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DEFINITION – Insufficient intake or absorption of vitamin A, a fat-soluble vitamin. This deficiency is rare in the U.S. and is usually due to failure of the intestine to absorb enough of the vitamin. Synthetic vitamin A compounds (retinoids) are being used for some skin conditions such as acne.
BODY PARTS INVOLVED – Total body tissues.
SEX OR AGE MOST AFFECTED – Both sexes; all ages.
SIGNS & SYMPTOMS
- Poor night vision.
- Dry, inflamed eyes.
- Rough skin.
- Loss of appetite.
- Decreased taste and smell.
- Poor wound healing.
- Lowered resistance to infection.
- Growth retardation in children.
- Severe deficiency can cause weak bones and teeth, corneal ulcers and corneal damage that can lead to blindness.
- Insufficient dietary intake of vitamin A.
- Poor absorption of vitamin A.
RISK INCREASES WITH
- Cystic fibrosis.
- Celiac disease; sprue.
- Operations on the pancreas.
- Cirrhosis of the liver.
- Bile duct obstruction.
- Use of certain lipid-lowering drugs.
- Dietary deficiency (common in some developing countries) occurs only in people who have an exceptionally poor diet.
- Alcoholism; intravenous drug abuse.
- Fad diets.
HOW TO PREVENT
- Proper nutrition.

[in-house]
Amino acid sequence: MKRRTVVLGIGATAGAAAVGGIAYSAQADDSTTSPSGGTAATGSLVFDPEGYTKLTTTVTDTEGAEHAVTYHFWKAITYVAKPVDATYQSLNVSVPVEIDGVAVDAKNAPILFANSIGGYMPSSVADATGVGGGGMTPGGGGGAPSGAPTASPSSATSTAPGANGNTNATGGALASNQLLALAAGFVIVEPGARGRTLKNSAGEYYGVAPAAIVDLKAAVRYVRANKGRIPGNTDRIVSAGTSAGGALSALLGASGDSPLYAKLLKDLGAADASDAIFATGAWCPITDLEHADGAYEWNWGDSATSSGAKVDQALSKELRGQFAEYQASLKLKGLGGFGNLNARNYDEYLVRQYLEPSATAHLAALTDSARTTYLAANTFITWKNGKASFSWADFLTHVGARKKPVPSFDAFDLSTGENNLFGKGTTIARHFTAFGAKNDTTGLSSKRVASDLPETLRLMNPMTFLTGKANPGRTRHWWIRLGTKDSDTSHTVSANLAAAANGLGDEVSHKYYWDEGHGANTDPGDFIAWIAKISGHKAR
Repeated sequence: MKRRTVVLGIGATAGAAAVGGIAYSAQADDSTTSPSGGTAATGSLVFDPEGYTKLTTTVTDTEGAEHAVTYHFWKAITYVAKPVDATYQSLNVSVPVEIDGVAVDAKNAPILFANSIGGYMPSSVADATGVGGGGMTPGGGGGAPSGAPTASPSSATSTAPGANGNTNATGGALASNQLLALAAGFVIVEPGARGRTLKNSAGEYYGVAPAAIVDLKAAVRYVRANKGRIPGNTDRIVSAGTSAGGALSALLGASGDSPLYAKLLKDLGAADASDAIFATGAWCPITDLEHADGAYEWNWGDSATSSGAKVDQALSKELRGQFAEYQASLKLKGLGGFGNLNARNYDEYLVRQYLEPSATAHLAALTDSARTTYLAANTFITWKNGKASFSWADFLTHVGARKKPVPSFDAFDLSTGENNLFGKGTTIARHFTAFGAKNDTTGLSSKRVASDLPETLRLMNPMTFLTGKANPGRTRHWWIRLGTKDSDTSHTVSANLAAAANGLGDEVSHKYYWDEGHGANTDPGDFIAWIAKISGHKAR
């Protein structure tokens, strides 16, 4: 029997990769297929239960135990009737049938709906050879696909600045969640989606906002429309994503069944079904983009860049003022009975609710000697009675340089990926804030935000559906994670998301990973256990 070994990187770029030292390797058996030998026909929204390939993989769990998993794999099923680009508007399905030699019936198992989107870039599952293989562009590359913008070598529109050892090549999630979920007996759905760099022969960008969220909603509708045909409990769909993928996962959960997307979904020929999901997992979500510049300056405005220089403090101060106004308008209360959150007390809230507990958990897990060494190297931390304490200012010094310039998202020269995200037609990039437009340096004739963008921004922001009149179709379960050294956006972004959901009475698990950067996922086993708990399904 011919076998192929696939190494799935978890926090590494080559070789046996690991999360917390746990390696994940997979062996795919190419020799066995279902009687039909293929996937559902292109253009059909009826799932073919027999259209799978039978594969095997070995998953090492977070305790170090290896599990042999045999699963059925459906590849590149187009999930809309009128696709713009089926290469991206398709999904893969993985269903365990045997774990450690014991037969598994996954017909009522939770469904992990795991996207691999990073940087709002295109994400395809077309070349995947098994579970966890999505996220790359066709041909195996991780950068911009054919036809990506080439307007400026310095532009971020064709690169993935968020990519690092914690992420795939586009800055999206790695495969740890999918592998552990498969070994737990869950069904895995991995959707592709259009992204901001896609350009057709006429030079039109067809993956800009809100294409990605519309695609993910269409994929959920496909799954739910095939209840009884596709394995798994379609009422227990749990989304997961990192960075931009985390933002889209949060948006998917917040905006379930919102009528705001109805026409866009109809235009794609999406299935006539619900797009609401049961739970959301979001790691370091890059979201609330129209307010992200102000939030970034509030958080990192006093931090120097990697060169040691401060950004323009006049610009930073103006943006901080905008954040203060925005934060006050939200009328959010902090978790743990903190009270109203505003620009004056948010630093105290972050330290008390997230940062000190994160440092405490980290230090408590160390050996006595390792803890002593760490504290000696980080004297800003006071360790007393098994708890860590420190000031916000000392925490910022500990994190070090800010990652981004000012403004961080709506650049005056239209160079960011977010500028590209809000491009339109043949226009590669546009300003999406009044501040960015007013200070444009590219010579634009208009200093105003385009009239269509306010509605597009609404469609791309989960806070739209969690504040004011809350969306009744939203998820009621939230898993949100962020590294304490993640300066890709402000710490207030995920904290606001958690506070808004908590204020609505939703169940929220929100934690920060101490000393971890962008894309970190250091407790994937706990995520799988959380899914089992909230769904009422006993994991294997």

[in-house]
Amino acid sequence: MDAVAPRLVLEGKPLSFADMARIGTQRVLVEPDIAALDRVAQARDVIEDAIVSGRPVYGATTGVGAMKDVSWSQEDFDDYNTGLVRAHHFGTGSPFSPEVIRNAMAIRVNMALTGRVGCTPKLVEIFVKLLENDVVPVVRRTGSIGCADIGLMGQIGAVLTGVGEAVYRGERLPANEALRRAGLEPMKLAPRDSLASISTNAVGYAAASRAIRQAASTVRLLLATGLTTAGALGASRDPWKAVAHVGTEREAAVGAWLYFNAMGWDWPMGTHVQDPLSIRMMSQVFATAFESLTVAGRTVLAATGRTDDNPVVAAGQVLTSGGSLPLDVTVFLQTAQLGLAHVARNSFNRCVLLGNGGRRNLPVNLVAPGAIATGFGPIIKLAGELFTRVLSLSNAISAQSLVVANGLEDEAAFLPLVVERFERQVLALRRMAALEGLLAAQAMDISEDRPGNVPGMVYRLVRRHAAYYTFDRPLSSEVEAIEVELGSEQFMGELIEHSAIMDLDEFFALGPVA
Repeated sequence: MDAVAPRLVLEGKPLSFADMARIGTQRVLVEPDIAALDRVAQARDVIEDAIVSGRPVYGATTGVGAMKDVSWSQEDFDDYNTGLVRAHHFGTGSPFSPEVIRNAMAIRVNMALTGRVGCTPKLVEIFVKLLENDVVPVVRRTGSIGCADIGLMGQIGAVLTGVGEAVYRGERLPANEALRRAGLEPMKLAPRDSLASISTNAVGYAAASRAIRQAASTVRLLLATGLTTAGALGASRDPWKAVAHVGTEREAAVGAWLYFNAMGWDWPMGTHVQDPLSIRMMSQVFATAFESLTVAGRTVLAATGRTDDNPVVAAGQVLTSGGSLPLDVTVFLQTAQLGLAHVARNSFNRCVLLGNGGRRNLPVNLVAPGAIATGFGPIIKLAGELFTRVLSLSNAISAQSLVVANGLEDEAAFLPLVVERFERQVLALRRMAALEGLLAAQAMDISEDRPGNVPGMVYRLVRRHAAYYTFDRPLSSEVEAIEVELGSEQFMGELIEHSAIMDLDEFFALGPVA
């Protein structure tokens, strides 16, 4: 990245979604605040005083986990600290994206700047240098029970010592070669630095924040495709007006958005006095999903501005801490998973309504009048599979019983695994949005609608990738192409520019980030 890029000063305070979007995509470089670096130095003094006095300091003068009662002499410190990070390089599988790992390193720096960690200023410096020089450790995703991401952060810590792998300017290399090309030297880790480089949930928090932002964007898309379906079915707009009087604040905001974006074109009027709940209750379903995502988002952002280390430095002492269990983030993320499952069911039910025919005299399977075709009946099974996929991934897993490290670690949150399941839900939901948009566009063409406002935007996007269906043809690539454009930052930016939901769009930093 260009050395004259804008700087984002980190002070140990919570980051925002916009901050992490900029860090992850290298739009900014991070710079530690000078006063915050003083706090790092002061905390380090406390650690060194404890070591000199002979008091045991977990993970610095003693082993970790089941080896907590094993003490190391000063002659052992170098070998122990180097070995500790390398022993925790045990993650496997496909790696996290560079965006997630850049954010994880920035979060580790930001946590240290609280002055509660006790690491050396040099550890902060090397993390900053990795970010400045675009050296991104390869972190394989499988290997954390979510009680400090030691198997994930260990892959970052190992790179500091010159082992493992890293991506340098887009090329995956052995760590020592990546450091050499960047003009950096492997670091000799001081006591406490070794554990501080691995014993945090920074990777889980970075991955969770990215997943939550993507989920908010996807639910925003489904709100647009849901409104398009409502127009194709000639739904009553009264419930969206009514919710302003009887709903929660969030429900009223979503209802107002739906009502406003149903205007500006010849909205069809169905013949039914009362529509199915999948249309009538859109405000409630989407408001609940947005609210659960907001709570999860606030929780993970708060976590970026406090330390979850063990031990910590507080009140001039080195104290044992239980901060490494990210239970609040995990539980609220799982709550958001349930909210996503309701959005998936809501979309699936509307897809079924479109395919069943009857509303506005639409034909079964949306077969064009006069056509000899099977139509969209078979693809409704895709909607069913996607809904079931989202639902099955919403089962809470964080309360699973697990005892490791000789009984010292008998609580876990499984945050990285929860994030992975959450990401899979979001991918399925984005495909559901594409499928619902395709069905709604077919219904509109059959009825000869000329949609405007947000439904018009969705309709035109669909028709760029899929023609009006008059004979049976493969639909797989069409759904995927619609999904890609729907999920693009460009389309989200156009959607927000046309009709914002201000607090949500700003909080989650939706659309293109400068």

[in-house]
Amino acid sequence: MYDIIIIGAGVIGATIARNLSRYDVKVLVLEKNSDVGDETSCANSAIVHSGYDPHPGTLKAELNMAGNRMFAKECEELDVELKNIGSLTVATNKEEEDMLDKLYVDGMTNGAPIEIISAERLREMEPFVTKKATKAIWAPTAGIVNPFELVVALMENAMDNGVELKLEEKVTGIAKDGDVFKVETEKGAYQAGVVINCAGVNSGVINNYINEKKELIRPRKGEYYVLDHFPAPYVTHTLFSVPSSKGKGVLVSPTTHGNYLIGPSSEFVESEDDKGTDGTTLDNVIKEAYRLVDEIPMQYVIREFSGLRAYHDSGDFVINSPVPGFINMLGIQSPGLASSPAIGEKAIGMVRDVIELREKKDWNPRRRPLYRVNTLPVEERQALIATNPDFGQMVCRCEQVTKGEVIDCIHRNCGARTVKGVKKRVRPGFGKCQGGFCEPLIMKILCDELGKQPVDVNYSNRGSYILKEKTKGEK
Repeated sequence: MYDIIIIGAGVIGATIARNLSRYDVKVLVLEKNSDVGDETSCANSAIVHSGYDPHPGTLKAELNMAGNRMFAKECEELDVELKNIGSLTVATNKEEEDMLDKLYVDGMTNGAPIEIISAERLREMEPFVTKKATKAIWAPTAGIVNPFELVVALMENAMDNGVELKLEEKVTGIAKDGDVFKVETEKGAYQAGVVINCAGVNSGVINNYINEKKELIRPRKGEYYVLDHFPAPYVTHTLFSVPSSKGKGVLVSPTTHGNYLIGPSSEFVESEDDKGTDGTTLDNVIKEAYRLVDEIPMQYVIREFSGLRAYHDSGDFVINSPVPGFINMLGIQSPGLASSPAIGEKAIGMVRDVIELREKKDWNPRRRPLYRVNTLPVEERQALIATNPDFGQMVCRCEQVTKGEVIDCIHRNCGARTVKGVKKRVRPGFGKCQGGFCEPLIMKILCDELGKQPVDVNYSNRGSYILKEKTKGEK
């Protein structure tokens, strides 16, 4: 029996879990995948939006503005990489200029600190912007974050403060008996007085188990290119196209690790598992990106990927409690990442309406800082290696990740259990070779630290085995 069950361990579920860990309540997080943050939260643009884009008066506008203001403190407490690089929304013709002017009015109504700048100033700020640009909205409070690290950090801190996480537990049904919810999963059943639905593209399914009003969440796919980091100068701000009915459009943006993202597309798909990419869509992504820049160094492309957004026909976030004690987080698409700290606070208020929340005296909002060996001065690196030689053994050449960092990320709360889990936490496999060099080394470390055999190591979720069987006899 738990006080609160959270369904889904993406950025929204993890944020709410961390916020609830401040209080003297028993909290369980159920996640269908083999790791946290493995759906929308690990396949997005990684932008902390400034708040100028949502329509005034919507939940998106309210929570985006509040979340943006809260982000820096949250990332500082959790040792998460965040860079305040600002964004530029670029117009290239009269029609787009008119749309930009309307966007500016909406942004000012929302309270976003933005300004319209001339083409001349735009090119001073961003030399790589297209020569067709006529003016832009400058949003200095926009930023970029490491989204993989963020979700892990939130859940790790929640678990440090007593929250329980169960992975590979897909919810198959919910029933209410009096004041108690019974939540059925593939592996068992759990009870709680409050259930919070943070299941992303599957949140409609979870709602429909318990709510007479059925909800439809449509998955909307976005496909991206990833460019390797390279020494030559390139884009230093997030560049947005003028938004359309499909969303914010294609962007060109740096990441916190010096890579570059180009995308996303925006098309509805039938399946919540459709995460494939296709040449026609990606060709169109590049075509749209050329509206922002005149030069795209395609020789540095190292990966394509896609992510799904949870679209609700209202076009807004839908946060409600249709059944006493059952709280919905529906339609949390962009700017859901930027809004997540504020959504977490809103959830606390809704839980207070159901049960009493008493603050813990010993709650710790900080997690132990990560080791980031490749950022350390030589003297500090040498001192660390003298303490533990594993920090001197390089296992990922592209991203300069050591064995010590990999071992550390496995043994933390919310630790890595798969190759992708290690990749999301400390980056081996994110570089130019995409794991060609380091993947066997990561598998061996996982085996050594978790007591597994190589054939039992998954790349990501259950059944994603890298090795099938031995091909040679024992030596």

- Vitamin supplements if needed.
What To Expect
- Your own observation of symptoms.
- Medical history and physical exam by a doctor.
- Laboratory blood studies of vitamin A levels and other medical tests to determine any underlying disorder or other cause for the symptoms.
APPROPRIATE HEALTH CARE
- Self-care after diagnosis.
- Doctor’s treatment.
POSSIBLE COMPLICATIONS – If untreated, eye problems including blindness, infections and death.
PROBABLE OUTCOME – Usually curable with an adequate diet, vitamin A supplements, and treatment for any underlying disease.
How To Treat
GENERAL MEASURES – Avoid alcohol. If you need help with stopping, ask your doctor, or contact Alcoholics Anonymous.
MEDICATION – Your doctor may prescribe vitamin A tablets or injections.
ACTIVITY – Don’t drive at night if you have night vision problems.
DIET – Increase your intake of foods rich in vitamin A – even if you take vitamin A supplements. Dietary sources include: liver, fish-lever oils, egg yolk, milk and dairy products, margarine, dark green vegetables and yellow vegetable and fruits.
Call Your Doctor If
- You or your child have symptoms of vitamin A deficiency.
- Symptoms don’t improve in 1 month, despite treatment.
From the Complete Guide to Symptoms, Illness & Surgery by H. Winter Griffith, M.D. © 1995 The Putnam Berkley Group, Inc.; electronic rights by Medical Data Exchange.